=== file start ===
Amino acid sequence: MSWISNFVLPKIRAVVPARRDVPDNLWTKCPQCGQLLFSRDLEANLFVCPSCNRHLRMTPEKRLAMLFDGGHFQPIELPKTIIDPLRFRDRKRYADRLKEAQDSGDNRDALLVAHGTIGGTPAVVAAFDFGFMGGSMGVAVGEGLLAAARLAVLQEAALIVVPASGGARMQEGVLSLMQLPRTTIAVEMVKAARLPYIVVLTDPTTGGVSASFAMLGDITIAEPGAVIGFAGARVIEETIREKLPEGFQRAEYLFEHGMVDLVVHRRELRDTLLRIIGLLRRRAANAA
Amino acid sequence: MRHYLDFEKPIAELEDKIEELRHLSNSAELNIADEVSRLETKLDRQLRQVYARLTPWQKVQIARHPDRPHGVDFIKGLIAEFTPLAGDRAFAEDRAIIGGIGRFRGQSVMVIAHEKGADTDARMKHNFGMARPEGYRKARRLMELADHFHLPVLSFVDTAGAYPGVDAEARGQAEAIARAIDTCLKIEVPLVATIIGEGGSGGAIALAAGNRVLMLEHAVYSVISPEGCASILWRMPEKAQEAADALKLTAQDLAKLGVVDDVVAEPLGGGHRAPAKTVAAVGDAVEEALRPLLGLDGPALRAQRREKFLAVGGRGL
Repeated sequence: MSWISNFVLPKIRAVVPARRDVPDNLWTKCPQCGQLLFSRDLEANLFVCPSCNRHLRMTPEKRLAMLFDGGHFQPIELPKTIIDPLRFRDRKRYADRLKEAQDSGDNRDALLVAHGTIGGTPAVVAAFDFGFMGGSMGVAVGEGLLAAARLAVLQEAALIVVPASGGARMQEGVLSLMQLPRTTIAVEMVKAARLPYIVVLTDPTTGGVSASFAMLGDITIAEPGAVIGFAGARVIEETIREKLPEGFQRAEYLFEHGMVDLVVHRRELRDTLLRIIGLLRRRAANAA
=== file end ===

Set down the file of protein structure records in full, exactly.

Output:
Amino acid sequence: MSWISNFVLPKIRAVVPARRDVPDNLWTKCPQCGQLLFSRDLEANLFVCPSCNRHLRMTPEKRLAMLFDGGHFQPIELPKTIIDPLRFRDRKRYADRLKEAQDSGDNRDALLVAHGTIGGTPAVVAAFDFGFMGGSMGVAVGEGLLAAARLAVLQEAALIVVPASGGARMQEGVLSLMQLPRTTIAVEMVKAARLPYIVVLTDPTTGGVSASFAMLGDITIAEPGAVIGFAGARVIEETIREKLPEGFQRAEYLFEHGMVDLVVHRRELRDTLLRIIGLLRRRAANAA
Amino acid sequence: MRHYLDFEKPIAELEDKIEELRHLSNSAELNIADEVSRLETKLDRQLRQVYARLTPWQKVQIARHPDRPHGVDFIKGLIAEFTPLAGDRAFAEDRAIIGGIGRFRGQSVMVIAHEKGADTDARMKHNFGMARPEGYRKARRLMELADHFHLPVLSFVDTAGAYPGVDAEARGQAEAIARAIDTCLKIEVPLVATIIGEGGSGGAIALAAGNRVLMLEHAVYSVISPEGCASILWRMPEKAQEAADALKLTAQDLAKLGVVDDVVAEPLGGGHRAPAKTVAAVGDAVEEALRPLLGLDGPALRAQRREKFLAVGGRGL
Repeated sequence: MSWISNFVLPKIRAVVPARRDVPDNLWTKCPQCGQLLFSRDLEANLFVCPSCNRHLRMTPEKRLAMLFDGGHFQPIELPKTIIDPLRFRDRKRYADRLKEAQDSGDNRDALLVAHGTIGGTPAVVAAFDFGFMGGSMGVAVGEGLLAAARLAVLQEAALIVVPASGGARMQEGVLSLMQLPRTTIAVEMVKAARLPYIVVLTDPTTGGVSASFAMLGDITIAEPGAVIGFAGARVIEETIREKLPEGFQRAEYLFEHGMVDLVVHRRELRDTLLRIIGLLRRRAANAA